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PyeongChang 2018: The Olympic Individuals!

Well we had to wait an extra day for the Women’s Individual but it was worth it! After being cancelled on Wednesday due to the wind the Women’s Individual took place just before the men’s race.

It was Sweden’s Hanna Öberg who won the gold medal. She has been in good form in PyeongChang but no one expected her to take the victory. She was outstanding today. She hit the perfect 20/20 and skied really well. This is her first ever victory and to do it at the Olympics at only 22 is a dream come true.

The silver medal went to Anastasiya Kuzmina who missed 2 targets and finished 25 seconds back. The bronze medal went to Laura Dahlmeier who missed 1 shot but takes her medal total to 3 from 3 races. Amazing!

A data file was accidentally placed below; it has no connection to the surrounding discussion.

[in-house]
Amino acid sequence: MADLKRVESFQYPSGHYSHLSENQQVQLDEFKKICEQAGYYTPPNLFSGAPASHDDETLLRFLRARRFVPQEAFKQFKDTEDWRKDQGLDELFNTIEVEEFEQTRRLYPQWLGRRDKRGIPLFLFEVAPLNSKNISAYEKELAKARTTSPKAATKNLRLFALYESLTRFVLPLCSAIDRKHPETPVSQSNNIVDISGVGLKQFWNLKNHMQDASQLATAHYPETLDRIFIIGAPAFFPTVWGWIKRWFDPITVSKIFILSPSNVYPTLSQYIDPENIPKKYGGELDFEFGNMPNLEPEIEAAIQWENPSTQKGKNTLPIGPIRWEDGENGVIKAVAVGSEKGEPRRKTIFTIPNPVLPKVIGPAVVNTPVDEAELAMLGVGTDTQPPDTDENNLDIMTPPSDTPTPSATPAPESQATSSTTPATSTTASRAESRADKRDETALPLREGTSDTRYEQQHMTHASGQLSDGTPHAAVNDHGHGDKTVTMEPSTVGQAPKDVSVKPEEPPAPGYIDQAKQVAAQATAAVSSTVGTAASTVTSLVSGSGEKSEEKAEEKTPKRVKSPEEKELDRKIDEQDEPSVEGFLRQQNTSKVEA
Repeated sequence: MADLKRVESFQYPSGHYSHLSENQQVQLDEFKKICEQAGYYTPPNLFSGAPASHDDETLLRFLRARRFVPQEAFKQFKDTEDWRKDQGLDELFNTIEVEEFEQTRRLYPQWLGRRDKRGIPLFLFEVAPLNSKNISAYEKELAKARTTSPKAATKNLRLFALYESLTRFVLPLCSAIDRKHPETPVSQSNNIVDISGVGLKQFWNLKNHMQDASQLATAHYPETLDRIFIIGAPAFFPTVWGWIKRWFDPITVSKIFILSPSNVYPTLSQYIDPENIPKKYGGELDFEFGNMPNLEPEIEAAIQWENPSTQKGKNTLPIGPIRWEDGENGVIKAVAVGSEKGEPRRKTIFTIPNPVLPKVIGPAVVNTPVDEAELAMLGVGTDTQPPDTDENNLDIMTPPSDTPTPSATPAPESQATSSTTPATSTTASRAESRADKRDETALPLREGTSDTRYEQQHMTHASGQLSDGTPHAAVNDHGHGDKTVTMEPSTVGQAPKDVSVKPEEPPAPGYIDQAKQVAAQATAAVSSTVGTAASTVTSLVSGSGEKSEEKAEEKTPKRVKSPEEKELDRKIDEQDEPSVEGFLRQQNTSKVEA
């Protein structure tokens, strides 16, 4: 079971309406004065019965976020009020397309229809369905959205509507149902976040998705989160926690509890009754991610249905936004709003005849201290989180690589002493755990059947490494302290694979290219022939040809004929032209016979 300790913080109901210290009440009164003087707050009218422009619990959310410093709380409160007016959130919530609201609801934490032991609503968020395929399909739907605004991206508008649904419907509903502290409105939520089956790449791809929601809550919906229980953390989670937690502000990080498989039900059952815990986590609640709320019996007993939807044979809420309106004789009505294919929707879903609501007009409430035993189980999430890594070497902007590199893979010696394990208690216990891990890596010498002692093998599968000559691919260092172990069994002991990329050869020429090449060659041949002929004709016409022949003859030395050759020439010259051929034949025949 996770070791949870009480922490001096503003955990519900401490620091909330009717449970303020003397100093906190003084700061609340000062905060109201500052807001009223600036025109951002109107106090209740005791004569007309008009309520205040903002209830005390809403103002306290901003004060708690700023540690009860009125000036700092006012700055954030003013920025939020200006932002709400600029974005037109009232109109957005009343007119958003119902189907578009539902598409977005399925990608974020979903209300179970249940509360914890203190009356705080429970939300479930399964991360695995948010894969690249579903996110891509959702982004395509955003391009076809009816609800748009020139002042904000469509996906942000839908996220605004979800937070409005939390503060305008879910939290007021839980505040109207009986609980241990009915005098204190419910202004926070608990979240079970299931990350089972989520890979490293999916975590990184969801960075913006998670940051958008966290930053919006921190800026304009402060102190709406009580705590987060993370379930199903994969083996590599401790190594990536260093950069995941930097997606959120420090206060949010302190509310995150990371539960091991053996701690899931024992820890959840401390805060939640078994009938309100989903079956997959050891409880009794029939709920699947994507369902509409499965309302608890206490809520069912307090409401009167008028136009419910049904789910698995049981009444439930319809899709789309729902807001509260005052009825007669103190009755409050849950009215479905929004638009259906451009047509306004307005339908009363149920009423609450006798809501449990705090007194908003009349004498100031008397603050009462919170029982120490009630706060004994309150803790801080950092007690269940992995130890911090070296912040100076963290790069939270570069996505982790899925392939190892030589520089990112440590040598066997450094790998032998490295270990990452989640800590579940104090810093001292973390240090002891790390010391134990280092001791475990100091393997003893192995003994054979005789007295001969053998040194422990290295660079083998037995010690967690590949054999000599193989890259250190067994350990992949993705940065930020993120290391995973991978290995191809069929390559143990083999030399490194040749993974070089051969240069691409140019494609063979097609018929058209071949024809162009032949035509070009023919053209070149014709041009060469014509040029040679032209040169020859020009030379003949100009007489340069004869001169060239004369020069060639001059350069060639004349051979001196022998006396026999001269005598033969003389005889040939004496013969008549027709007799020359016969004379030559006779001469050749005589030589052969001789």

Fransizka Preuss was 4th hitting 20/20, Paulina Fialkova was 5th and Monika Hojnisz was 6th. Slovenia’s Urska Poje took a massive personal best hitting 20/20 in 12th and Joanne Reid also got a personal best in 22nd with 19/20.

The men’s race was a tense affair. It looked like Martin Fourcade was going to win easily after his main rival Johannes Boe missed 2 shots and he hit 15/15. However at the final shoot Fourcade also missed two and had no chance of catching Johannes on the track.

That meant gold for the young Norwegian who has had a rocky start to these Olympics after a super World Cup season. The silver medal went to Jakov Fak who hit all 20. He has had two horrible seasons with illness and injury so it was a great result for him. The same goes for Dominik Landertinger who had back surgery at the start of the season and came home third also with a clean shoot to win bronze.